What primary? I thought the primary was canceled.

I’m surprised Sanford pulled the trigger. He’s been talking about running for months but always as just one option for his next step, even noting in the “ad” he cut a few months ago that he might pass on a presidential run and start an “advocacy organization” focused on federal spending instead. Sure seemed like he was teasing a primary challenge to Trump to get free media buzz for whatever his actual plans were.

Nope. He’s doing it.

As of yesterday, his home state of South Carolina won’t even be holding a presidential primary in the spring. So why’s Sanford running? To do damage to Trump in the media, I assume. Now that he’s in the race, news networks will be even more eager than they were before to give him airtime. He’ll have six months to make the case against the president every day to “soft” Trump supporters. How does that shake out next fall?

The interesting thing about Sanford’s candidacy is how it complements the other insurgent campaign against Trump. Joe Walsh isn’t running on issues; his anti-Trump pitch aims squarely (and ironically) at character and fitness. Sanford’s the one running on issues, specifically the mind-boggling deficit Trump is somehow running in the midst of a booming economy. Can he win the Republican nomination reminding center-righties and the phony fiscal hawks who used to call themselves “tea partiers” that POTUS has completely upended party dogma on spending? Nah. Can he make some reluctant Trump voters a little more reluctant to reward Trump with another term, particularly with Walsh using his own media appearances to highlight the embarrassing Trump tweet/photo op du jour?

Maybe, yeah. The number of Trump voters whom he and Walsh help turn against the president may be marginal but the 2016 election was won at the margins in key states. If nothing else, it may surprise some casual GOP voters who dislike Trump but don’t follow politics closely to learn that he has several primary challengers now. Sanford and Walsh are marginally mainstreaming the idea that it’s okay for Republicans to not want to reelect the president. Again, margins are important.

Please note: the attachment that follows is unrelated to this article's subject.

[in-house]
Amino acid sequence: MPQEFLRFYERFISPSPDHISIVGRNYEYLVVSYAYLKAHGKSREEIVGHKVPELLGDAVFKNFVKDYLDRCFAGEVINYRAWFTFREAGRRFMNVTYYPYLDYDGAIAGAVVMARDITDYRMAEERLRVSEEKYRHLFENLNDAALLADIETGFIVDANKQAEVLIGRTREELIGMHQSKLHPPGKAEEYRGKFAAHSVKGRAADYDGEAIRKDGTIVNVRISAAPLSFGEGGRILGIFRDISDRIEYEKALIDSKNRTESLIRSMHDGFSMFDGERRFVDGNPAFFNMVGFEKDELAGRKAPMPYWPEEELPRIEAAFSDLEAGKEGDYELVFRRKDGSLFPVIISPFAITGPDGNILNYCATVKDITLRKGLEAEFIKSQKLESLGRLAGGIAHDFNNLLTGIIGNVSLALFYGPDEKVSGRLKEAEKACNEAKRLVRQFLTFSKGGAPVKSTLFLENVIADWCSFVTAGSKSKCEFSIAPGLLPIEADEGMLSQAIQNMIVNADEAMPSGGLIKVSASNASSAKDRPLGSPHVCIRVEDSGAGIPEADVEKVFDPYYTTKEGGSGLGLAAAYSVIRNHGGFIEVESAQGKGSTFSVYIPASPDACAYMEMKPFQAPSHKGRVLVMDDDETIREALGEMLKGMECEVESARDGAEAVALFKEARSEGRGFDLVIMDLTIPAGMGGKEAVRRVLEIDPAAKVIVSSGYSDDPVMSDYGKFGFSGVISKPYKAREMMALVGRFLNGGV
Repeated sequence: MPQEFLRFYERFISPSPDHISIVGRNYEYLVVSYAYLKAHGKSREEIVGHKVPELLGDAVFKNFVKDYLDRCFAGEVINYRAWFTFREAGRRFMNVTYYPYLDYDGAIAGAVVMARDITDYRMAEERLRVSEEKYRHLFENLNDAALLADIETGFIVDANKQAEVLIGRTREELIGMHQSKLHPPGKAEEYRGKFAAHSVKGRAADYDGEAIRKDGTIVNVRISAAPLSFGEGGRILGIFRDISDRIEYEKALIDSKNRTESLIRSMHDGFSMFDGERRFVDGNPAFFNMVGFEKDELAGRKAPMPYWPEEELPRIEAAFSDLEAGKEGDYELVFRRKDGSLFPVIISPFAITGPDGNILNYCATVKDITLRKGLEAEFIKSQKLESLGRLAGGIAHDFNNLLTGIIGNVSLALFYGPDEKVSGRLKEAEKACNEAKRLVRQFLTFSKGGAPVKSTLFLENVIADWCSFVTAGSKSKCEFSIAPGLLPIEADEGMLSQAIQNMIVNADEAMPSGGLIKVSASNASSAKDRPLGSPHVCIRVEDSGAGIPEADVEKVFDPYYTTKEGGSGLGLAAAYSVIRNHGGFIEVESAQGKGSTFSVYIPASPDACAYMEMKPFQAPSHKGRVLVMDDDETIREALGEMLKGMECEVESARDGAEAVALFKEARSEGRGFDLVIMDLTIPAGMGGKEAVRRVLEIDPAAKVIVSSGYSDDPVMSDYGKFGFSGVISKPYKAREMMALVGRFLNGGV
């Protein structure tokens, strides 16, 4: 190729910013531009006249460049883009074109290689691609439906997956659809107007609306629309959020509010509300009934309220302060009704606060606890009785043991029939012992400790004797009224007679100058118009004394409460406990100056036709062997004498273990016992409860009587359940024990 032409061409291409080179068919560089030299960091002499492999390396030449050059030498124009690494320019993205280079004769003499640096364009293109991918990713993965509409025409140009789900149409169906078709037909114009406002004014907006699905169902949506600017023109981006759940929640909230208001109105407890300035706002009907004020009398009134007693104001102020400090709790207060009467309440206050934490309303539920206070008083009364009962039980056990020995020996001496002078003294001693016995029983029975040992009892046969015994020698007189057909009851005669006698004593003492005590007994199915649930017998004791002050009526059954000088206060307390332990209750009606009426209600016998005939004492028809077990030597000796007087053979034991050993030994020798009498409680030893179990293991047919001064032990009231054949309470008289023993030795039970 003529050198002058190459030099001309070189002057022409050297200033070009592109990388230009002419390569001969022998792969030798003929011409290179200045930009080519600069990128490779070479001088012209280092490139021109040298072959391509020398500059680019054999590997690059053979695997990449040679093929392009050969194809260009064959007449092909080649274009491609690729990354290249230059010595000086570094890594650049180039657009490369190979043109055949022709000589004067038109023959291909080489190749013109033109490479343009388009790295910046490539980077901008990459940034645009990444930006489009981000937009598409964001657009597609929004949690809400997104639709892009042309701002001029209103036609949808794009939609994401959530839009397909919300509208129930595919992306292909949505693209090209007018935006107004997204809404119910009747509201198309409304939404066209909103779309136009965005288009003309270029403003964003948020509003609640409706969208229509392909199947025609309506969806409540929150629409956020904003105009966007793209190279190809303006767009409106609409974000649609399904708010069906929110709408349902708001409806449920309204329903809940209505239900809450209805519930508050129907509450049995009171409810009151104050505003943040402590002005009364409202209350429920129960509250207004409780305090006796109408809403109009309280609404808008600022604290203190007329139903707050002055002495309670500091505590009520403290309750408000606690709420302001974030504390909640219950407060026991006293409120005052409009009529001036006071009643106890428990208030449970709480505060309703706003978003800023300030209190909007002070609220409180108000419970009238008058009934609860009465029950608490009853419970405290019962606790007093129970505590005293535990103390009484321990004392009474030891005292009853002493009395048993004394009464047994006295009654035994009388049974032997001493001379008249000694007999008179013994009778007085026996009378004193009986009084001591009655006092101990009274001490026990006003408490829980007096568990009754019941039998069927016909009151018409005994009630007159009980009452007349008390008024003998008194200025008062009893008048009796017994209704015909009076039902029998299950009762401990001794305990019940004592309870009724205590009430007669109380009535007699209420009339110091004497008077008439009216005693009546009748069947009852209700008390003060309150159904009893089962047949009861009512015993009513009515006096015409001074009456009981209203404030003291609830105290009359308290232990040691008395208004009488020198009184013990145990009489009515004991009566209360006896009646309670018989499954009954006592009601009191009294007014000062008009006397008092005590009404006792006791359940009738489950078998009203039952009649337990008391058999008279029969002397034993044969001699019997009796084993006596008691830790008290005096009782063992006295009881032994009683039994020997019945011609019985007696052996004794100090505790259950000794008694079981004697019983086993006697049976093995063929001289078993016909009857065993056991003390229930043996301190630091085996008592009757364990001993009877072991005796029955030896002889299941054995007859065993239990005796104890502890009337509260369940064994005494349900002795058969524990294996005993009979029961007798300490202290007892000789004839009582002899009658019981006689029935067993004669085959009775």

Sanford’s candidacy might complement another (potential) challenger besides Walsh. He’s buddies with Justin Amash, who’s weighing a run for the Libertarian Party’s nomination. If Sanford can galvanize, say, 10 percent of Republican voters to oppose Trump on grounds of fiscal responsibility, those Republicans would potentially be primed to switch to Amash in the general election. I wonder, in fact, if that’s not the plan here, with Sanford prepared to “pass the baton” to Amash and endorse him in the general election. A guy who’s consumed with profligate spending can’t rightly support a Democrat against Trump, after all. (Walsh, who’s focused on character above all, potentially could.) Maybe the idea is to build a small but meaningful libertarian constituency on the right that’ll endure through the primary and into the general election and frighten Trump into taking spending more seriously.

Imagine if that constituency ended up helping elect Bernie Sanders president by siphoning off votes from POTUS.

Sanford’s campaign website is already live and features two introductory videos, one called “Why I’m Running” that hammers at spending and the other called “Two Other Things” that addresses norms and humility, a more Walsh-ian critique of Trump but one which Sanford’s clearly designating as secondary in his campaign. Trump’s going to lash out at him for his bizarre episode years ago as governor in which he disappeared to go be with his mistress in Argentina but that may end up doing POTUS more harm than good. It’s a fair hit, it’s just that character attacks are destined to backfire on him by reminding people of their misgivings about Trump’s own character. (“This guy is goofing on Sanford for infidelity?”) He’s better off ignoring all of his challengers and hoping Republican voters do too. Exit question: Is this revenge for Trump wrecking Sanford’s House primary last year?